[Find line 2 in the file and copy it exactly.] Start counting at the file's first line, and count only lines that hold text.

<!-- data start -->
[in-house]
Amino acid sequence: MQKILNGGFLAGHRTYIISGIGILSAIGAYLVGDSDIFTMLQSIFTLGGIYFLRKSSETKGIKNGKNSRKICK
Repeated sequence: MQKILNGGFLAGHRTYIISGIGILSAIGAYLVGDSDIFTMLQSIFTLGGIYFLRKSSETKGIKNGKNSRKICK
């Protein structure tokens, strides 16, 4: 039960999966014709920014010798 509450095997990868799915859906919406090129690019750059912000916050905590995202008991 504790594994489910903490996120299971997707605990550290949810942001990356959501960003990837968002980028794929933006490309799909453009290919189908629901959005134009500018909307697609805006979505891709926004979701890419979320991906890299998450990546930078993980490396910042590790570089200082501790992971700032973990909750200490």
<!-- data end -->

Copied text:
Amino acid sequence: MQKILNGGFLAGHRTYIISGIGILSAIGAYLVGDSDIFTMLQSIFTLGGIYFLRKSSETKGIKNGKNSRKICK